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I'm taking an introductory computer science course. We've been taught to check if inptr is NULL whenever we open a file with the code below:

//open dictionary
FILE* inptr = fopen(dictionary, "r");
if (inptr == NULL)
{
    fprintf(stderr, "Could not open dictionary.\n");
    return false;
}

The problem is that we haven't been taught what to do about it. So when I run my code, it's printing the error message and returning false. What do I do to fix the problem?

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5 Answers 5

To narrow down the error , always perror() to interpret the error code returned by the operating system.

 FILE* inptr = fopen(dictionary, "r");
     if (inptr == NULL)
     {
         perror("Could not open dictionary.\n");
         return false;
     }
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Right. And one could have the program look at errno (which perror references) to see if the cause of the error is something the program can do something about, or at least produce a more useful error message. –  Hot Licks Mar 10 '13 at 3:00
    
@HotLicks precisely , man7.org/linux/man-pages/man3/errno.3.html –  Beagle Bone Mar 10 '13 at 3:02

to fix the problem, figure out and then provide a valid path to some file in the parameter you've named "dictionary"

e.g., how about trying to open "/etc/groups" (assuming you're running on a UNIX machine).

or, to be more precise:

 FILE* inptr = fopen("/etc/groups", "r");

or

 char * pathToFile = "/etc/groups";
 FILE * inptr = fopen(pathToFile, "r");

EDITED to add:

since you say "dictionary" is a variable that points to the path, print it out and then see if you can "cd" to the folder / directory that contains it.

e.g.:

 printf( "path to my dictionary is %s", dictionary );
 FILE * inptr = fopen(dictionary, "r");
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so fopen(/dict.txt, "r")? Also I can't hard code the dictionary. It's a variable. –  Newbie Cara Mar 10 '13 at 2:48
    
"fopen(/dict.txt)" will fail because a hard coded path needs to be within quotes, or a variable. If the path is simply "/dict.txt", see if there is a "dict.txt" file on the root of your hard drive. –  Michael Dautermann Mar 10 '13 at 2:51

If your program file and "dictionary" file are in the same directory then you do not need to give path , else you have to give complete path of you file name.

For e.g:- if your "dictionary" file is in /home/user_name/Documents then 
          FILE* inptr = fopen("/home/user_name/Documents/dictionary", "r");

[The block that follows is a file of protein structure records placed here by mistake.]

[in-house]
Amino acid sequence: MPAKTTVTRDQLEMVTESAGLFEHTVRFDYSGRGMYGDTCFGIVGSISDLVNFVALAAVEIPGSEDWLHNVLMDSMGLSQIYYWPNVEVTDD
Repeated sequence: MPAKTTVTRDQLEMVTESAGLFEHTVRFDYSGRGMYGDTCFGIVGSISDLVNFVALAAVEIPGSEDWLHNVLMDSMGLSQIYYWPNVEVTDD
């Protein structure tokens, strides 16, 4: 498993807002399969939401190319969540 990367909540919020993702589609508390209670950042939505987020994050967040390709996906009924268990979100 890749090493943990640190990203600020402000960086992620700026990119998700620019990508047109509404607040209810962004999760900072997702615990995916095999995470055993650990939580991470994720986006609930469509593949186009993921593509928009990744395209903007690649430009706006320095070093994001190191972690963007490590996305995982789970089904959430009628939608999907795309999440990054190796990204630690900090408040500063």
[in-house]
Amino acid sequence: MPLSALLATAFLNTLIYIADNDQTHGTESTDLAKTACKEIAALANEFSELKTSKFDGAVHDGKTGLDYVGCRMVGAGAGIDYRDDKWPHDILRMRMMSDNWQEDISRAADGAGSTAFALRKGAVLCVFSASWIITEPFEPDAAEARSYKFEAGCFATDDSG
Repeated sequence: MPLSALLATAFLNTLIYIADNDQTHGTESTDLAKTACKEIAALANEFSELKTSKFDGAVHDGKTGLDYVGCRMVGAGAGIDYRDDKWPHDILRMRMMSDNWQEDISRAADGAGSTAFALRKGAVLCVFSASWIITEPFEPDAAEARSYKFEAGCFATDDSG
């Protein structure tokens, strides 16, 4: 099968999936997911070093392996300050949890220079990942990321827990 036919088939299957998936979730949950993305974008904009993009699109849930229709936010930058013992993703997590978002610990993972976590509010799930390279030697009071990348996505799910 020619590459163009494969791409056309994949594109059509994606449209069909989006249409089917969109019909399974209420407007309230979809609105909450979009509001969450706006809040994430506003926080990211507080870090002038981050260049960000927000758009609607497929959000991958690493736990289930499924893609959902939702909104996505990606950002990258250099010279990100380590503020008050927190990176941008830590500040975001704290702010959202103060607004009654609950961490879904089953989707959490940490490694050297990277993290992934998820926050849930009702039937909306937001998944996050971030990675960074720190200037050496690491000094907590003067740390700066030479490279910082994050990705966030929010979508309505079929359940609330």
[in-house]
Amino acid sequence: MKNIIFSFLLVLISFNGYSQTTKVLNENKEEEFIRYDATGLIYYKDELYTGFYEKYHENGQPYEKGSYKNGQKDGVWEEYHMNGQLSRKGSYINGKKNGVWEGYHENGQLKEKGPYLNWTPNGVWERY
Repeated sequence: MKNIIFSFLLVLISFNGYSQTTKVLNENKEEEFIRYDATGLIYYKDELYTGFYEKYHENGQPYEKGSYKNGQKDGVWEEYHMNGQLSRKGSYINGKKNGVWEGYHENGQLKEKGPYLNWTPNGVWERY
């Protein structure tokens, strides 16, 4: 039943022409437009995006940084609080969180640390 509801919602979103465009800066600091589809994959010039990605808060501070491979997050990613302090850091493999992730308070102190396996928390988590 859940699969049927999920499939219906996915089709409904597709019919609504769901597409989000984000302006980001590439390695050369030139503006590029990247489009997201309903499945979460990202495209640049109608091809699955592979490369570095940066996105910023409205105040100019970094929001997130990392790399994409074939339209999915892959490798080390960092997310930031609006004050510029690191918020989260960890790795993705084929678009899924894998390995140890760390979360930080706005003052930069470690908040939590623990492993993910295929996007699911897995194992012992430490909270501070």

Also include file name under quotes("/home/user_name/Documents/dictionary")

For more info this will help you

http://www.cplusplus.com/reference/cstdio/fopen/

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Changes the error message to:

fprintf(stderr, "Could not open dictionary file '%s'.\n", dictionary);

So that it is more informative.

Upon receipt of this error you change a) check that the variable dicationary is what you are expecting and b) If so check using the shell that you can access it (file ownership/file permissions etc).

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There's no "one true answer" as to what to do in this case. It really depends on your context and on your design. It depends of what your program is and how it is supposed to work. There's no way to answer your question without knowing more.

For example, if your program is interactive and if the file name you passed to fopen was interactively entered by the user, then a viable course of action would be to tell user that the file could not be opened and ask them to re-enter the file name.

If your program is some sort of "batch processing" program that takes its parameters from some sort of user-supplier config file, the a viable approach would be to terminate the program immediately with a meaningful error message, i.e. ask the user to edit the config file an re-run the program.

If your program, is some sort of server program that is supposed to be always running, then you might decide to log the error and continue working as best as you can without that file.

Of course, it all might also depends on how critical that file is to your program's operation. If this file is absolutely necessary, the you have to either terminate with a fatal error or keep cycling asking the user for proper file name.

If the file is optional, you might issue a warning about missing file and continue working assuming some default configurations and/or convention (that would otherwise be overridden by the missing file).

The above are just some generic considerations. There's no way to say anything more concrete without knowing more about your program, the missing file and the role it plays.

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